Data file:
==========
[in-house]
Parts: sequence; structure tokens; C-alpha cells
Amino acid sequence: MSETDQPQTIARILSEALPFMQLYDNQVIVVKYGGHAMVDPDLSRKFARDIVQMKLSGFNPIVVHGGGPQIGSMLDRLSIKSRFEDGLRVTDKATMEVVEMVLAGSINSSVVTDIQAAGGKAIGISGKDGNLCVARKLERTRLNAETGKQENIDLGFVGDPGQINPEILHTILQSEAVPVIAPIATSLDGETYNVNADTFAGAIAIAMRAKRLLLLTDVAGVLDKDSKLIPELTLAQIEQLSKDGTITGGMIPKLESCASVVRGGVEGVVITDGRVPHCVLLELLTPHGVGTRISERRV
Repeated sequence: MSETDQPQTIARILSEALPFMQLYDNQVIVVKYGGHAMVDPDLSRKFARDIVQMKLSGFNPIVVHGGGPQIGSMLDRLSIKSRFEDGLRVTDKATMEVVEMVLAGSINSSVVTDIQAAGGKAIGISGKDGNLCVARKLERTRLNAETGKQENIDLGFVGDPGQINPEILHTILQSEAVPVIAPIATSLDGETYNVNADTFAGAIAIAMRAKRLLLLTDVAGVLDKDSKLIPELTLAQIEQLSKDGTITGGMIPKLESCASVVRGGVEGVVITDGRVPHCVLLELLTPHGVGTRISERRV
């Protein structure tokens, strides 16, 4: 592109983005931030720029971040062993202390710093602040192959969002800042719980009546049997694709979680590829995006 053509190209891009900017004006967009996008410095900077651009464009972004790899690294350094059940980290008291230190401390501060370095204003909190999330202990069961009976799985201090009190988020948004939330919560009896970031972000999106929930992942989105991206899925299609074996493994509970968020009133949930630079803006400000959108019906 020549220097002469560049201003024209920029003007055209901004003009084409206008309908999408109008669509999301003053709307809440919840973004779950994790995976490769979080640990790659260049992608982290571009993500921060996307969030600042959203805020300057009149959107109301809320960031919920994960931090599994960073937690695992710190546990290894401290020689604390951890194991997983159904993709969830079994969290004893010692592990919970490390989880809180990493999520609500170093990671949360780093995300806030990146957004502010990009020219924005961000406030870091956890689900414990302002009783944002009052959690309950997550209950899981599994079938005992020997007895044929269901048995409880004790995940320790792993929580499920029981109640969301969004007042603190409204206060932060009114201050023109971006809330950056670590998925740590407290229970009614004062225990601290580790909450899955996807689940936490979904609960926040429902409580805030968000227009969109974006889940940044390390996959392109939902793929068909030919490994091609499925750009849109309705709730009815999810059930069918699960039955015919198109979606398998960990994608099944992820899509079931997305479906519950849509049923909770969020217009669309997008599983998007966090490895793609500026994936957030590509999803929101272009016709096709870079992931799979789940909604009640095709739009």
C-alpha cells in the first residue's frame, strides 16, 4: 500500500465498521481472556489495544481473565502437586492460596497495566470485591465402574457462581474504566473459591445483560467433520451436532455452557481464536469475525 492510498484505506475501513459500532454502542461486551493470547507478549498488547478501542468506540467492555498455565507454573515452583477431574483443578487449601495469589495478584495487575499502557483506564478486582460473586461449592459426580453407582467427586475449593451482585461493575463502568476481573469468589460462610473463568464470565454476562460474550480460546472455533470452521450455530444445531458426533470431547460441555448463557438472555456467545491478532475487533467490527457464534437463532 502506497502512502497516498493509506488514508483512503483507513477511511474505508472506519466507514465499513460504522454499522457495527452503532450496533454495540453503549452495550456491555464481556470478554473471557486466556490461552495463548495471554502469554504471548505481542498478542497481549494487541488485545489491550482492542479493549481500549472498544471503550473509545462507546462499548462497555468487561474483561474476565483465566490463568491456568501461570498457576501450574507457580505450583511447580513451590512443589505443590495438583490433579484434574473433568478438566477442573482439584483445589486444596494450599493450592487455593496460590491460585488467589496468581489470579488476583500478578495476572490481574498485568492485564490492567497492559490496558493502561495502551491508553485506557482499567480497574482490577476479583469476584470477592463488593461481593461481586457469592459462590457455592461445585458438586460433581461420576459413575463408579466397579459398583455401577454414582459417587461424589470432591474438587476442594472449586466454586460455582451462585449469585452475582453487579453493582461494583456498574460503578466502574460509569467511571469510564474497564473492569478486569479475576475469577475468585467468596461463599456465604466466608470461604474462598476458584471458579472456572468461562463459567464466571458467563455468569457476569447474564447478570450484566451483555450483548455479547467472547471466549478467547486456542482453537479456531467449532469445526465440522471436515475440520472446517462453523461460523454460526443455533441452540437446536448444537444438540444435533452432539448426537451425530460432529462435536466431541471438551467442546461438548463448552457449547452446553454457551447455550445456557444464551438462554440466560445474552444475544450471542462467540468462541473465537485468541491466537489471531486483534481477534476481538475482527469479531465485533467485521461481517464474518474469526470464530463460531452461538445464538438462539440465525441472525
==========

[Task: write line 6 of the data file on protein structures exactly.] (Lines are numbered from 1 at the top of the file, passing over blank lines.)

C-alpha cells in the first residue's frame, strides 16, 4: 500500500465498521481472556489495544481473565502437586492460596497495566470485591465402574457462581474504566473459591445483560467433520451436532455452557481464536469475525 492510498484505506475501513459500532454502542461486551493470547507478549498488547478501542468506540467492555498455565507454573515452583477431574483443578487449601495469589495478584495487575499502557483506564478486582460473586461449592459426580453407582467427586475449593451482585461493575463502568476481573469468589460462610473463568464470565454476562460474550480460546472455533470452521450455530444445531458426533470431547460441555448463557438472555456467545491478532475487533467490527457464534437463532 502506497502512502497516498493509506488514508483512503483507513477511511474505508472506519466507514465499513460504522454499522457495527452503532450496533454495540453503549452495550456491555464481556470478554473471557486466556490461552495463548495471554502469554504471548505481542498478542497481549494487541488485545489491550482492542479493549481500549472498544471503550473509545462507546462499548462497555468487561474483561474476565483465566490463568491456568501461570498457576501450574507457580505450583511447580513451590512443589505443590495438583490433579484434574473433568478438566477442573482439584483445589486444596494450599493450592487455593496460590491460585488467589496468581489470579488476583500478578495476572490481574498485568492485564490492567497492559490496558493502561495502551491508553485506557482499567480497574482490577476479583469476584470477592463488593461481593461481586457469592459462590457455592461445585458438586460433581461420576459413575463408579466397579459398583455401577454414582459417587461424589470432591474438587476442594472449586466454586460455582451462585449469585452475582453487579453493582461494583456498574460503578466502574460509569467511571469510564474497564473492569478486569479475576475469577475468585467468596461463599456465604466466608470461604474462598476458584471458579472456572468461562463459567464466571458467563455468569457476569447474564447478570450484566451483555450483548455479547467472547471466549478467547486456542482453537479456531467449532469445526465440522471436515475440520472446517462453523461460523454460526443455533441452540437446536448444537444438540444435533452432539448426537451425530460432529462435536466431541471438551467442546461438548463448552457449547452446553454457551447455550445456557444464551438462554440466560445474552444475544450471542462467540468462541473465537485468541491466537489471531486483534481477534476481538475482527469479531465485533467485521461481517464474518474469526470464530463460531452461538445464538438462539440465525441472525